It’s Independent Bookshop Week and this year we’ve been proud to partner with The Book Hive in Norfolk and The Bound in Whitley Bay, North Tyneside. The Book Hive has been celebrating the publication of Jessi Jezewska Stevens’ The Visitorsin which the protagonist is visited by a collapse-obsessed gnome that speaks like Don DeLillo, by turning the shop into Gnome Man’s Land! If you’re in Norfolk and haven’t visited already, do pop down and get involved to win And Other Stories prizes and support you local indie!

The wonderful Book Hive staff also had some questions for Jessi about The Visitors. We’re pleased to host the conversation here:

 

The Book Hive: You write C’s breakdown in a very immersive believable way, and capture the sort of simultaneous buzzing and clarity of mental overload very well. Can you talk a bit about how it was to inhabit her while writing the book, and how it affected you to ‘be’ that character?

Jessi Jezewska Stevens: I admit I’m not one of those writers who believes her characters are real people – I’m much more affected by inhabiting the worlds and personalities that other people create. Maybe too much so. For example, I’ve been consuming a lot of Weimar-era books and movies recently, mostly because we’re living through another inflation crisis with a sense of impending doom, and at a certain point I realized that the things I was reading and watching had worked me into a state of genuine, acute anxiety: suddenly I feel like an inflation crisis. When I’m constructing my own worlds, I focus mostly on what feels true and immersive and consistent with the aims of the book – what else does a novelist have? – so I’m always glad to hear these qualities reflected in a reader’s experience. Achieving this takes a lot of problem solving and a lot of … I don’t know, trying to expand your soul. It’s a pretty all-consuming process, and if I really had to say how it affects me, I guess I’d say, from an outside perspective, my mind tends to be elsewhere. I forget stuff. I don’t leave the house. While drafting The Visitors, I remember one day looking down and realizing I’d somehow managed to spend the whole afternoon wearing the zip-up hoodie I always wear while writing upside down? Maybe writing novels just naturally looks like a breakdown.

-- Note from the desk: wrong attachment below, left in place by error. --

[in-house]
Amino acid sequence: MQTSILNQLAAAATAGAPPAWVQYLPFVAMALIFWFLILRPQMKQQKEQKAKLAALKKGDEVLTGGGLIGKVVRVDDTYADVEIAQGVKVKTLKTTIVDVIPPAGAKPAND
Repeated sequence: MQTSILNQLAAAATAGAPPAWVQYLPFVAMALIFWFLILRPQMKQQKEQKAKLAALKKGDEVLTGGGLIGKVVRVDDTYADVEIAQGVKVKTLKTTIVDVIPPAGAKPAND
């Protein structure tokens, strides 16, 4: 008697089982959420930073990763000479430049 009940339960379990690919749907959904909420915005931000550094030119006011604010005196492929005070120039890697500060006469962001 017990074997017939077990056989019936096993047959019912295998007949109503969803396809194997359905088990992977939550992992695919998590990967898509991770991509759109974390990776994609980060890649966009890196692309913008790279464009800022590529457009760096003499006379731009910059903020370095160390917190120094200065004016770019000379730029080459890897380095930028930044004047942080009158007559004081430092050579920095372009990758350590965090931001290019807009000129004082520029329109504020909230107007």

BH: We were trying to think of other hallucinated characters in fiction, and one that sprung to mind was in Le Fanu’s short story ‘Green Tea’ (where a man is followed by a semi-transparent monkey and is convinced that it’s a creature from another realm latching onto him [it turns out to be, in one of the worst reveals in the history of literature, because he drank too much green tea]). And other deluded characters in fiction — George Harvey Bone from Hangover Square, Geoffrey Firmin from Under the Volcano, several of the characters from Gogol. And of course Huysmans’ great Decadent novel Against Nature – which you reference in the text and quote as a precursor to the story. Do you see C’s plight in that tradition? And do you think we are living through a great era of delusion and decadence?

JJS: I think all fictions are hallucinations – at heart I’m a realist, not in that the worlds I create show much verisimilitude to ours, but in that I believe in using fiction to “cast a spell” and “create a dream.”